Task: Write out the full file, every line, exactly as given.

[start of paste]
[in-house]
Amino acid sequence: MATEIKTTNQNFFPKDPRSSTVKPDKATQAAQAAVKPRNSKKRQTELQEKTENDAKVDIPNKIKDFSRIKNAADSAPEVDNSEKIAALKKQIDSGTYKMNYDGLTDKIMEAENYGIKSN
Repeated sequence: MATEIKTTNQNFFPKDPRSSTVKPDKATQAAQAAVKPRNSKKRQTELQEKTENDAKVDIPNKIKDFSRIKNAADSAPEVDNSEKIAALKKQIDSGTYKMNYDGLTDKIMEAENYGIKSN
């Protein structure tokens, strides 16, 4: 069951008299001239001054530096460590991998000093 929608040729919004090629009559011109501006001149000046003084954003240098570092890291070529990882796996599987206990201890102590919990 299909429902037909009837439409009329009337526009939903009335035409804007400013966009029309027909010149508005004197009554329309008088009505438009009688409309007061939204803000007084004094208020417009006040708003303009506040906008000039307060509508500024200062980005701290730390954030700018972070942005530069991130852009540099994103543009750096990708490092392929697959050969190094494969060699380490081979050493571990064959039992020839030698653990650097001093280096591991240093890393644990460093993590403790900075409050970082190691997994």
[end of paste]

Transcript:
[in-house]
Amino acid sequence: MATEIKTTNQNFFPKDPRSSTVKPDKATQAAQAAVKPRNSKKRQTELQEKTENDAKVDIPNKIKDFSRIKNAADSAPEVDNSEKIAALKKQIDSGTYKMNYDGLTDKIMEAENYGIKSN
Repeated sequence: MATEIKTTNQNFFPKDPRSSTVKPDKATQAAQAAVKPRNSKKRQTELQEKTENDAKVDIPNKIKDFSRIKNAADSAPEVDNSEKIAALKKQIDSGTYKMNYDGLTDKIMEAENYGIKSN
């Protein structure tokens, strides 16, 4: 069951008299001239001054530096460590991998000093 929608040729919004090629009559011109501006001149000046003084954003240098570092890291070529990882796996599987206990201890102590919990 299909429902037909009837439409009329009337526009939903009335035409804007400013966009029309027909010149508005004197009554329309008088009505438009009688409309007061939204803000007084004094208020417009006040708003303009506040906008000039307060509508500024200062980005701290730390954030700018972070942005530069991130852009540099994103543009750096990708490092392929697959050969190094494969060699380490081979050493571990064959039992020839030698653990650097001093280096591991240093890393644990460093993590403790900075409050970082190691997994």